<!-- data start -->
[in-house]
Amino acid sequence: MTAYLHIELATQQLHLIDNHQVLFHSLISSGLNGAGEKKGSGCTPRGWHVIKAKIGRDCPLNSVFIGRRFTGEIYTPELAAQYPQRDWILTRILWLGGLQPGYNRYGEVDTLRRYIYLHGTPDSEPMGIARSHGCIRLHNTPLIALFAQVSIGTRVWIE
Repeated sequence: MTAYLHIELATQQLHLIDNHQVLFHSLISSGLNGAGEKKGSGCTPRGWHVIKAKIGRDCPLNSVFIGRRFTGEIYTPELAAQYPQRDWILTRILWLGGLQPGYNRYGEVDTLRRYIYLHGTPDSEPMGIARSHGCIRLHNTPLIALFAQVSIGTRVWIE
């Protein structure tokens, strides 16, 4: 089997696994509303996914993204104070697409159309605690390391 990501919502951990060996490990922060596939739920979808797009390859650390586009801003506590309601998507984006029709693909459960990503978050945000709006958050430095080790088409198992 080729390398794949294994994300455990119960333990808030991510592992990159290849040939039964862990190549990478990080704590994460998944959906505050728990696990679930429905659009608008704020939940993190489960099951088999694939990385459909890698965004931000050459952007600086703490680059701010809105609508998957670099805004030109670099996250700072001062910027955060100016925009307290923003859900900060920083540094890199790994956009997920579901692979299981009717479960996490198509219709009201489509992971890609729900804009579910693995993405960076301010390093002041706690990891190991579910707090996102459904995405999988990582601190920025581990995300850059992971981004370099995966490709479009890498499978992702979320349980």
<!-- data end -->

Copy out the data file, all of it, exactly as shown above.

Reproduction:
[in-house]
Amino acid sequence: MTAYLHIELATQQLHLIDNHQVLFHSLISSGLNGAGEKKGSGCTPRGWHVIKAKIGRDCPLNSVFIGRRFTGEIYTPELAAQYPQRDWILTRILWLGGLQPGYNRYGEVDTLRRYIYLHGTPDSEPMGIARSHGCIRLHNTPLIALFAQVSIGTRVWIE
Repeated sequence: MTAYLHIELATQQLHLIDNHQVLFHSLISSGLNGAGEKKGSGCTPRGWHVIKAKIGRDCPLNSVFIGRRFTGEIYTPELAAQYPQRDWILTRILWLGGLQPGYNRYGEVDTLRRYIYLHGTPDSEPMGIARSHGCIRLHNTPLIALFAQVSIGTRVWIE
């Protein structure tokens, strides 16, 4: 089997696994509303996914993204104070697409159309605690390391 990501919502951990060996490990922060596939739920979808797009390859650390586009801003506590309601998507984006029709693909459960990503978050945000709006958050430095080790088409198992 080729390398794949294994994300455990119960333990808030991510592992990159290849040939039964862990190549990478990080704590994460998944959906505050728990696990679930429905659009608008704020939940993190489960099951088999694939990385459909890698965004931000050459952007600086703490680059701010809105609508998957670099805004030109670099996250700072001062910027955060100016925009307290923003859900900060920083540094890199790994956009997920579901692979299981009717479960996490198509219709009201489509992971890609729900804009579910693995993405960076301010390093002041706690990891190991579910707090996102459904995405999988990582601190920025581990995300850059992971981004370099995966490709479009890498499978992702979320349980």